Tenny, Madison,Wis., late of Tenny,
McConnell & Coffeen, Chicago. Law Teaching, by Prof. Edwin H.
Woodruff, of the Cornell Law
School, Ithaca, N. Y.
Insurance Law, by D. Ostrander, of Chicago.
Admiralty Law, by Martin Clark, of Clinton & Clark, Buffalo, N. Y.
Corporation Law, by Charles F. Mathewson, of Strong, Harmon & Mathewson, of New York.
General Practice, by John B. Green, of Cole & Green, of New York.
This list of papers from writers of such standing and ability, cannot fail to contain much of interest to every lawyer and law student.
THIS is a book that was written more for the entertainment
The Sprague Publishing Co.,
Booksellers and Publishers, DETROIT, MICH.
That a magazine that contains all the news of the commercial law world, items of interest from all sections, helpful articles and suggestions, and new ideas as to how to get business and how to handle it after you get it, is worth J1.00 per year to you?
Some progressive paper dealing with the new questions and many sides of your business, giving you the best ideas of the best men in the business, and telling you what others are doing in the march to success. You can't keep up with the times and with your competitors without it.
the Hmedcan Xegal news
(Formerly The Collector and Commercial Lawyer)
Aims to fill your needs in this respect exactly. It gives you all the news. It gives you new Ideas and helpful suggestions. As the official organ of the Michigan Press Association says, "It is the Bible of the collection and commercial law business." Its editor is William C. Sprague, its assistant editor, Griffith Ogden Ellis. Every man needs his class paper. The American Legal News has no rival in its class.
Subscribe at once.
The Sprague Publishing Co.,
f l.OO Per Year. 'DETROIT, MICH.
I*ll&w Student's Helper.
A Monthly Magazine for Law Students and Young Men Generally.
This magazine interests law students because it gives them practical help and suggestions about their work; because it gives them every month a variety of interesting reading matter selected with particular regard to their needs and to their tastes; because it discusses matters from their standpoint, and so has made itself recognized as the especial magazine for and organ of the law students of the country.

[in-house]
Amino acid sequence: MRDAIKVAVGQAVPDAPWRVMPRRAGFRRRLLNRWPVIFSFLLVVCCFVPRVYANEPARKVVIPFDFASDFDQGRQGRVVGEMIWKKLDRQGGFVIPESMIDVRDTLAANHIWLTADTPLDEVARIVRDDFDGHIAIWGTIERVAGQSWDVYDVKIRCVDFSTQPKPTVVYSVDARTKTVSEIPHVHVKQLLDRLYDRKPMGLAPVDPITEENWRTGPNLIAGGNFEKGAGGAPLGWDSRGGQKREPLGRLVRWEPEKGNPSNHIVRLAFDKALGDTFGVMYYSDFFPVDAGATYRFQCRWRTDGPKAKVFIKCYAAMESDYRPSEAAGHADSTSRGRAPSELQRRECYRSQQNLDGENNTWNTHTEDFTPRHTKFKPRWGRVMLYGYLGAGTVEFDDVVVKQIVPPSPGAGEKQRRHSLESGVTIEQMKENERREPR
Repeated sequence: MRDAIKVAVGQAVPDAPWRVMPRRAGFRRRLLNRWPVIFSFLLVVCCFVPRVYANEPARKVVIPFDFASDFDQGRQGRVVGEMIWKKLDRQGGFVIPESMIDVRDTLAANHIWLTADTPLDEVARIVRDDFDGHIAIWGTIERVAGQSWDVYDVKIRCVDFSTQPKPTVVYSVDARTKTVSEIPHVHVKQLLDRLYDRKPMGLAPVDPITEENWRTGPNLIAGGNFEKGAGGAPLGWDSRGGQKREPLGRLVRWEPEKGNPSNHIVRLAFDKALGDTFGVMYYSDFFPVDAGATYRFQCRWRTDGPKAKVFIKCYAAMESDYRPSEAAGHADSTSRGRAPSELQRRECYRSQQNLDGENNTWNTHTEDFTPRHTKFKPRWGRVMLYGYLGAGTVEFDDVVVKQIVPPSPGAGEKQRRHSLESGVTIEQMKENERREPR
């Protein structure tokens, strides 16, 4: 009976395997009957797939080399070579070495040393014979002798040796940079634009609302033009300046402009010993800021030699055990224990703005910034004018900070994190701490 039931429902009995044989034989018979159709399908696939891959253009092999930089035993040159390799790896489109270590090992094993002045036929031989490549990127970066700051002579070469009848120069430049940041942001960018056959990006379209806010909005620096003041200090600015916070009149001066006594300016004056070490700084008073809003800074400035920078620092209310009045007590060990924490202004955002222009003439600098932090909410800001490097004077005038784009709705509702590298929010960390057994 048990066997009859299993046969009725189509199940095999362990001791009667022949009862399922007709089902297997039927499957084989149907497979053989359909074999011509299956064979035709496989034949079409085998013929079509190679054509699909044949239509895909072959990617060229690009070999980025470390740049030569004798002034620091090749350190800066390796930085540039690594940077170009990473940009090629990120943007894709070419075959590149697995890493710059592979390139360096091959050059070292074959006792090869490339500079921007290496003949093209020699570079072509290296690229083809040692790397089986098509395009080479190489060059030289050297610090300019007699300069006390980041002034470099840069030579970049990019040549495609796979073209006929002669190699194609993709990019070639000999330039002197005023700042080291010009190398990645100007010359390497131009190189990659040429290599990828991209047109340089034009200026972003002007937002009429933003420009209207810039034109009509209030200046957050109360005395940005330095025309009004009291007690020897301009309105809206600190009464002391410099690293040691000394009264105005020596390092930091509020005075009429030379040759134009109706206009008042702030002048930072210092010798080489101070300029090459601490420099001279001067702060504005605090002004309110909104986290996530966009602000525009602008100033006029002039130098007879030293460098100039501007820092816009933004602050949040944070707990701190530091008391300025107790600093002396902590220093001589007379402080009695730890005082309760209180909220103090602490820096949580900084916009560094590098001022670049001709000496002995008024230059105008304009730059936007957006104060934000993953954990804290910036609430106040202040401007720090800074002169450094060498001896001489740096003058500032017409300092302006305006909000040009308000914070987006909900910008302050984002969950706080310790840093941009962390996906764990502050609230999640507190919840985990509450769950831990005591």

Among its special departments are: "Short Talks on Current Events of Interest to Law Students," "Law School Notes," giving all the news from the law schools; "Law Students1 Societies, "giving the doings of the law students' societies of the country, with suggestions and helps as to the work of such societies; "Questions Answered and Difficulties Met for Students of the Law;" "The SelfExaminer," giving questions and answers selected from bar examinations. In addition to these special departments it gives every month a great variety of interesting and practical miscellaneous articles.
That it is popular with its subscribers and worthy of your patronage is evidenced by the fact that it has attained a greater circulation than any other legal magazine in the country. Its editor-in-chief is Win. C. Sprague, president ofthe Sprague Correspondence School of Law, and its assistant editor is Griffith Ogden Ellis, vice-principal of that school. They know what law students want. You will like the magazine.
Subscribe at Once,
91.00 per year.
The Sprague Publishing Co.,
The Sprague Correspondence School of Law, of Detroit, Michigan, prepares you right in your own home for examination for admission to the bar. It selects the proper text books; it mapsout the proper course; it helps you over the rough places; it shows you how to learn everything worth learning, and how to avoid the non-essential matter; it gives you thorough examinations, and fits you in every way for active practice. For those who do not feel prepared to take up a regular course in law, it furnishes a Preparatory Course of three months, which every man and woman, and every boy and girl whether proposing to practise law or not, should study. It also furnishes a Business Law Course, the most thorough course on Business Law that can be had anywhere Whether or not
you desire to practice law, you should enroll yourself as a student in this School, and use your spare moments in useful study along practical lines. The law forms an exceedingly interesting study, and is a splendid course for general culture. A handsome* catalogue with testimonials from practising attorneys, free. Remember that our system only requires that you devote to it your spare moments.
Address Sprague Correspondence School of Law,
Majestic Building, DETROIT, MICH.